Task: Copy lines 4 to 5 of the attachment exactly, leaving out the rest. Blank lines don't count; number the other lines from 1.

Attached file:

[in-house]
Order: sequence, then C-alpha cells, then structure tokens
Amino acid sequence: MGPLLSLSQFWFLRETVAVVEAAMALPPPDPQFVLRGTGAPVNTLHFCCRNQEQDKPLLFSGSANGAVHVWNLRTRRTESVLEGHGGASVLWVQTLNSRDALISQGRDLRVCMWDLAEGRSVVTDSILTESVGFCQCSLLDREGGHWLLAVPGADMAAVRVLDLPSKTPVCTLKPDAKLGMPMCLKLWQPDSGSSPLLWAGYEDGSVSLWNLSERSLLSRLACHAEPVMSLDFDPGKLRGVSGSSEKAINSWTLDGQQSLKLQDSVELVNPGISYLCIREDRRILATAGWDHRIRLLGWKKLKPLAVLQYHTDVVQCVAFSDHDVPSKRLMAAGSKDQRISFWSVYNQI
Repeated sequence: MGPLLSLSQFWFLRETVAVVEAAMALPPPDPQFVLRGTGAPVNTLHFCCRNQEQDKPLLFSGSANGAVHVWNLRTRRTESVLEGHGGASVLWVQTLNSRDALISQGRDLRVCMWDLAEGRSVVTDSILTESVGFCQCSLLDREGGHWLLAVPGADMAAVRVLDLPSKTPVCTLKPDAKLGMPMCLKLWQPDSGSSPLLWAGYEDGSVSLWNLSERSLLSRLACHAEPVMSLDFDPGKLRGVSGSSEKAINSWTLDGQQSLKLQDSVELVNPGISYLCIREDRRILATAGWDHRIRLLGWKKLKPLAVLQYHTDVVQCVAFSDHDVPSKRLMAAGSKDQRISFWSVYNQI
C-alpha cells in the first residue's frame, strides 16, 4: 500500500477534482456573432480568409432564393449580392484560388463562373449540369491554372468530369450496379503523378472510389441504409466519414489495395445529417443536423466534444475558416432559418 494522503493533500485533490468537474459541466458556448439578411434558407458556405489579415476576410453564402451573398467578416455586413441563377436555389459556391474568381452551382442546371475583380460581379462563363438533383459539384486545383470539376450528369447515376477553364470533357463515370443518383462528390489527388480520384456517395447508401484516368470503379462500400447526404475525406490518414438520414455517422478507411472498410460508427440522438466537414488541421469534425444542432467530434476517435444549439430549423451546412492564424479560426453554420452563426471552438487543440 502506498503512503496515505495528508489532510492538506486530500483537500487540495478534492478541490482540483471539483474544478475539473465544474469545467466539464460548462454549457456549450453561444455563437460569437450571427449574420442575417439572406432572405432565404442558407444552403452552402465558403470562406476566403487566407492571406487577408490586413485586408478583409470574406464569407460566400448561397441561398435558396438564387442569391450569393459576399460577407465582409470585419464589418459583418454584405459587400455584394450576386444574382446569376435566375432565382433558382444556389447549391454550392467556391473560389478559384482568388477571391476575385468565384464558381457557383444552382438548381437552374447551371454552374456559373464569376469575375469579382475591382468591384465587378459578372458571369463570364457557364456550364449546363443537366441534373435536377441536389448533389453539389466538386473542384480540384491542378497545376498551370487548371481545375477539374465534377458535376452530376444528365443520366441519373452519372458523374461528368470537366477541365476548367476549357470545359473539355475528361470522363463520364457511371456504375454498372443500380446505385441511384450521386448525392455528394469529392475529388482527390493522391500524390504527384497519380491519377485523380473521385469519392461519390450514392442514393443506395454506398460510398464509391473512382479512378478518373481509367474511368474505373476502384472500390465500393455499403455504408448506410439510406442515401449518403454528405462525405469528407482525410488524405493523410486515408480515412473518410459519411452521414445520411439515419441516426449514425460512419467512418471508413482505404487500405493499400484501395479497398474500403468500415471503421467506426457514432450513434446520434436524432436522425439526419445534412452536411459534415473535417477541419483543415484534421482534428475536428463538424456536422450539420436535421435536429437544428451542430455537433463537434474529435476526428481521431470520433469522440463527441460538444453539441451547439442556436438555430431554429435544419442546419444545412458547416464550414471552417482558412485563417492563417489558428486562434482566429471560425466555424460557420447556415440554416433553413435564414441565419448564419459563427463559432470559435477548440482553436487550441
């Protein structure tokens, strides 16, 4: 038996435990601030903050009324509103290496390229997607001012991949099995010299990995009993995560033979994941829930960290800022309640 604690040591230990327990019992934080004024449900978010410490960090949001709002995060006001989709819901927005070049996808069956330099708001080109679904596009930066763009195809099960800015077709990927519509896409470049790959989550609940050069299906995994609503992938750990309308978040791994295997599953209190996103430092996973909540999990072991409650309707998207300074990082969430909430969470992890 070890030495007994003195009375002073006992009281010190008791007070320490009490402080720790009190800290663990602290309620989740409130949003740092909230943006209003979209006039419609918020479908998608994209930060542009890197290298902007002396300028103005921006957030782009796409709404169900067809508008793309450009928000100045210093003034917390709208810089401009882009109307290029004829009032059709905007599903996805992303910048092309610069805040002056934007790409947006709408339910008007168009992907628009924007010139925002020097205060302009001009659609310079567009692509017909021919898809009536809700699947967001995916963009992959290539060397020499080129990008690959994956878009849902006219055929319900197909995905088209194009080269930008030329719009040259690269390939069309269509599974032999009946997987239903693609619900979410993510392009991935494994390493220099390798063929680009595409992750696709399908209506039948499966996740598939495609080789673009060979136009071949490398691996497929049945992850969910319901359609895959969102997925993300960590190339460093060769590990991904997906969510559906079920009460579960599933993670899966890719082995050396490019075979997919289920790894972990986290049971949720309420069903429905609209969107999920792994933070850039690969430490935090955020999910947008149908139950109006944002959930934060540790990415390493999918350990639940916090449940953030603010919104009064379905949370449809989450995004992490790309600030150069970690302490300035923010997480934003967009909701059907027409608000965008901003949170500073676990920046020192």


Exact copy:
Repeated sequence: MGPLLSLSQFWFLRETVAVVEAAMALPPPDPQFVLRGTGAPVNTLHFCCRNQEQDKPLLFSGSANGAVHVWNLRTRRTESVLEGHGGASVLWVQTLNSRDALISQGRDLRVCMWDLAEGRSVVTDSILTESVGFCQCSLLDREGGHWLLAVPGADMAAVRVLDLPSKTPVCTLKPDAKLGMPMCLKLWQPDSGSSPLLWAGYEDGSVSLWNLSERSLLSRLACHAEPVMSLDFDPGKLRGVSGSSEKAINSWTLDGQQSLKLQDSVELVNPGISYLCIREDRRILATAGWDHRIRLLGWKKLKPLAVLQYHTDVVQCVAFSDHDVPSKRLMAAGSKDQRISFWSVYNQI
C-alpha cells in the first residue's frame, strides 16, 4: 500500500477534482456573432480568409432564393449580392484560388463562373449540369491554372468530369450496379503523378472510389441504409466519414489495395445529417443536423466534444475558416432559418 494522503493533500485533490468537474459541466458556448439578411434558407458556405489579415476576410453564402451573398467578416455586413441563377436555389459556391474568381452551382442546371475583380460581379462563363438533383459539384486545383470539376450528369447515376477553364470533357463515370443518383462528390489527388480520384456517395447508401484516368470503379462500400447526404475525406490518414438520414455517422478507411472498410460508427440522438466537414488541421469534425444542432467530434476517435444549439430549423451546412492564424479560426453554420452563426471552438487543440 502506498503512503496515505495528508489532510492538506486530500483537500487540495478534492478541490482540483471539483474544478475539473465544474469545467466539464460548462454549457456549450453561444455563437460569437450571427449574420442575417439572406432572405432565404442558407444552403452552402465558403470562406476566403487566407492571406487577408490586413485586408478583409470574406464569407460566400448561397441561398435558396438564387442569391450569393459576399460577407465582409470585419464589418459583418454584405459587400455584394450576386444574382446569376435566375432565382433558382444556389447549391454550392467556391473560389478559384482568388477571391476575385468565384464558381457557383444552382438548381437552374447551371454552374456559373464569376469575375469579382475591382468591384465587378459578372458571369463570364457557364456550364449546363443537366441534373435536377441536389448533389453539389466538386473542384480540384491542378497545376498551370487548371481545375477539374465534377458535376452530376444528365443520366441519373452519372458523374461528368470537366477541365476548367476549357470545359473539355475528361470522363463520364457511371456504375454498372443500380446505385441511384450521386448525392455528394469529392475529388482527390493522391500524390504527384497519380491519377485523380473521385469519392461519390450514392442514393443506395454506398460510398464509391473512382479512378478518373481509367474511368474505373476502384472500390465500393455499403455504408448506410439510406442515401449518403454528405462525405469528407482525410488524405493523410486515408480515412473518410459519411452521414445520411439515419441516426449514425460512419467512418471508413482505404487500405493499400484501395479497398474500403468500415471503421467506426457514432450513434446520434436524432436522425439526419445534412452536411459534415473535417477541419483543415484534421482534428475536428463538424456536422450539420436535421435536429437544428451542430455537433463537434474529435476526428481521431470520433469522440463527441460538444453539441451547439442556436438555430431554429435544419442546419444545412458547416464550414471552417482558412485563417492563417489558428486562434482566429471560425466555424460557420447556415440554416433553413435564414441565419448564419459563427463559432470559435477548440482553436487550441